Entrez programming utilities for downloading the nucleotide and protein sequences from NCBI

Renesh Bedre    2 minute read

  • The Entrez programming utilities (E-utilities) are a set of server-side programs and helps to download various biomedical data including nucleotide and protein sequences, molecular structures. etc., from National Center for Biotechnology Information (NCBI) using a programmatic approach.
  • E-utilities access the Entrez database (molecular biology database system) for downloading biomedical data.
  • E-utilities are helpful when we have to download a large number of nucleotide and protein sequences from NCBI. For example, download all plant protein sequences. The GUI approach for sequence download may not always work as expected when dealing with a large number of sequences.

Download nucleotide or protein sequences based on the GI list

  • If you have a list of nucleotide or protein GenInfo identifier (GI), you can download the sequences in FASTA format using the following program (see original code here)
  • To run the following Perl scripts, you need to have Perl and LWP::Simple Perl module are installed
use LWP::Simple;

# Download protein records corresponding to a list of GI numbers.
# nucleotide or protein database
$db = 'protein';
$id_list = '2026800804,2026800803,2026800802,2026800801,2026800800';

# assemble the epost URL
$base = 'https://eutils.ncbi.nlm.nih.gov/entrez/eutils/'; # basic URL to make all E-utility requests
$url = $base . "epost.fcgi?db=$db&id=$id_list";

# post the epost URL
$output = get($url);

# parse WebEnv and QueryKey
$web = $1 if ($output =~ /<WebEnv>(\S+)<\/WebEnv>/);
$key = $1 if ($output =~ /<QueryKey>(\d+)<\/QueryKey>/);

# get the sequences in FASTA (rettype)
# Retrieval mode (retmode) in plain text format
$url = $base . "efetch.fcgi?db=$db&query_key=$key&WebEnv=$web";
$url .= "&rettype=fasta&retmode=text";

$data = get($url);
print "$data";

# save this code in a file and run using perl command
  • Download the above code and run as perl gi_download.pl

Download large number of nucleotide or protein sequences

  • E-utilities are helpful to download all protein or nucleotide sequences for a particular organism or whole taxonomic branch
  • See here for generating query ($query variable) to retrieve the sequences
  • The NCBI E-utility recommends running large jobs on weekends or after office hours (between 9:00 PM and 5:00 AM)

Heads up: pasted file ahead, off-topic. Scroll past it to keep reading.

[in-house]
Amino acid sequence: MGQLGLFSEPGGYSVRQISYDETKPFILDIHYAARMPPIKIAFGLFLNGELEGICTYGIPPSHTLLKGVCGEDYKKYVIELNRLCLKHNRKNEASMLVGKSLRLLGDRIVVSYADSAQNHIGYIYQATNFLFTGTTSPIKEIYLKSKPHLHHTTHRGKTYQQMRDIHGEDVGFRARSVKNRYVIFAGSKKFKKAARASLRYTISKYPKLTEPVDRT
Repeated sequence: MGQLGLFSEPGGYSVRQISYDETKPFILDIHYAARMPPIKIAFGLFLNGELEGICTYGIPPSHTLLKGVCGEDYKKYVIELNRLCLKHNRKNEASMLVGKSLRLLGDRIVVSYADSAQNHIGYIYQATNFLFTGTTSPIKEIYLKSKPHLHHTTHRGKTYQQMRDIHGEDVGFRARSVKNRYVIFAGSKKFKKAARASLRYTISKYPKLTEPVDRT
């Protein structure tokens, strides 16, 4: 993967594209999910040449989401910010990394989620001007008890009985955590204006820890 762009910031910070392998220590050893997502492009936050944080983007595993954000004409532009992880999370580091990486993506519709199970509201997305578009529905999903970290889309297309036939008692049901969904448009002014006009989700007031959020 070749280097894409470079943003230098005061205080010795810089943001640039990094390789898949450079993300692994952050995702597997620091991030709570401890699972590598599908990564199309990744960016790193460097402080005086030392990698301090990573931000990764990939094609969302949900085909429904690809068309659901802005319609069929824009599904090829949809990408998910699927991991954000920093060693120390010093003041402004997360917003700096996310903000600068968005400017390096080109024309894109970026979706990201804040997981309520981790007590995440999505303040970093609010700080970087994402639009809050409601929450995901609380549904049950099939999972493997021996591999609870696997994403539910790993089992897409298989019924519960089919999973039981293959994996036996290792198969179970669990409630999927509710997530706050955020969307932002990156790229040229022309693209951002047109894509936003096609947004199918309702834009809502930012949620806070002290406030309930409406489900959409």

use LWP::Simple;

# nucleotide or protein database
$db = 'nucleotide';

# download all nucleotide sequences from Arabidopsis thaliana plant
# avoid spaces in queries. if there are spaces, replace them with a plus sign (+)
$query = 'txid3702[Organism:noexp]';
# use following query to download all plant sequences
# $query = 'all[filter]+AND+plants[filter]';

# assemble the esearch URL
$base = 'https://eutils.ncbi.nlm.nih.gov/entrez/eutils/';  # basic URL to make all E-utility requests
$url = $base . "esearch.fcgi?db=$db&term=$query&usehistory=y";

# post the esearch URL
$output = get($url);

# parse WebEnv, QueryKey and Count (# records retrieved)
$web = $1 if ($output =~ /<WebEnv>(\S+)<\/WebEnv>/);
$key = $1 if ($output =~ /<QueryKey>(\d+)<\/QueryKey>/);
$count = $1 if ($output =~ /<Count>(\d+)<\/Count>/);

# open output file for writing
# all sequences will be saved in this file
open(OUT, ">Athaliana.fasta") || die "Can't open file!\n";

# retrieve data in batches of 500 Entrez Unique Identifiers (UIDs) 
# you can set this up to a maximum of 100,000 records
$retmax = 500;
for ($retstart = 0; $retstart < $count; $retstart += $retmax) {
        $efetch_url = $base ."efetch.fcgi?db=$db&WebEnv=$web";
        $efetch_url .= "&query_key=$key&retstart=$retstart";
        $efetch_url .= "&retmax=$retmax&rettype=fasta&retmode=text";
        $efetch_out = get($efetch_url);
        print OUT "$efetch_out";
close OUT;

# save this code in a file and run using perl command
  • Download the above code and run as perl bulk_download.pl


If you have any questions, comments or recommendations, please email me at reneshbe@gmail.com

This work is licensed under a Creative Commons Attribution 4.0 International License